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Proceedings of the International Fishing Industry Safety and Health Conference : October 23-25, 2000, Woods Hole, Massachusetts /

by Lincoln, Jennifer M; National Institute for Occupational Safety and Health (Cincinnati); International Fishing Industry Safety and Health Conference Woods Hole, Mass.) (2000 :.
Material type: materialTypeLabelBookSeries: DHHS publication: 2003/102Publisher: [Cincinnati] : NIOSH, 2002Description: XX, 465 p. : ill. ; 23 cm.MeSH subject(s): Fisheries | Occupational Health | Safety Management | Accidents, Occupational | Equipment Safety | Accidents, Occupational -- prevention & control | Equipment Safety -- standards | CongressesPUBLICATION TYPE SAPHIR: Proceedings
Contents:
Monday, October 23 : Progress in prevention and response in fishing vessel safety. Wordwide problems and challenges in the industry. Tuesday, October 24 : Innovative approaches to investigating and preventing fishing vessel casualties. Fishermen's perceptions of risk. Successful intervention programs. Wednesday, October 25 : Hazard analysis and injury surveillance. Safety training for fishermen. Late breaking presentations. Poster presentations
Summary: Fishing is one of the most dangerous jobs in the world. The International Labor Organization (ILO) and Food and Agriculture Organization (FAO) estimate that the fishing industry experiences 24'000 deaths and as many as 24 million non-fatal injuries each year worldwide. The fatality rate for the world's fishermen is estimated (ILO) to be 80/100'000 workers/year. Commercial fishermen are exposed to environmental risk from the elements. They are also vulnerable to injuries from equipment, and from unstable workplatforms on the fishing vessels. NIOSH has worked closely with the Coast Guard and other agencies to identify and address risk factors for death and injury in the commercial fishing industry. The proceedings reflect here extensive safety recommendations, projects and programs that have been presented and discussed.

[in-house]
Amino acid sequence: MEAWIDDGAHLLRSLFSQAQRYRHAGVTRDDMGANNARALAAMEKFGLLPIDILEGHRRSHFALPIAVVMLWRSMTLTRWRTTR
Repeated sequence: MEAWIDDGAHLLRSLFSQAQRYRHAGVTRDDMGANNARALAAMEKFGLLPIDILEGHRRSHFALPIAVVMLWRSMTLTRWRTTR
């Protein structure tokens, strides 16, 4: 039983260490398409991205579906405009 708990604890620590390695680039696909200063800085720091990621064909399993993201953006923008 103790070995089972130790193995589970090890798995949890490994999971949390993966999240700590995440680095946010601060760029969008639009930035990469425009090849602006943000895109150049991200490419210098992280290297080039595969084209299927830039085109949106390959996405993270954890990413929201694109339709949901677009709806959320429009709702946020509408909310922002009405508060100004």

Item type Current location Call number Status Date due
Empruntable IST, Institut universitaire romand de santé au travail; Bibliothèque
Bibliothèque
IST WA-487.5F65-Pro-2002 (Browse shelf) Available

Bibliogr.

Monday, October 23 : Progress in prevention and response in fishing vessel safety. Wordwide problems and challenges in the industry. Tuesday, October 24 : Innovative approaches to investigating and preventing fishing vessel casualties. Fishermen's perceptions of risk. Successful intervention programs. Wednesday, October 25 : Hazard analysis and injury surveillance. Safety training for fishermen. Late breaking presentations. Poster presentations

vdist-/05.2013 Fishing is one of the most dangerous jobs in the world. The International Labor Organization (ILO) and Food and Agriculture Organization (FAO) estimate that the fishing industry experiences 24'000 deaths and as many as 24 million non-fatal injuries each year worldwide. The fatality rate for the world's fishermen is estimated (ILO) to be 80/100'000 workers/year. Commercial fishermen are exposed to environmental risk from the elements. They are also vulnerable to injuries from equipment, and from unstable workplatforms on the fishing vessels. NIOSH has worked closely with the Coast Guard and other agencies to identify and address risk factors for death and injury in the commercial fishing industry. The proceedings reflect here extensive safety recommendations, projects and programs that have been presented and discussed.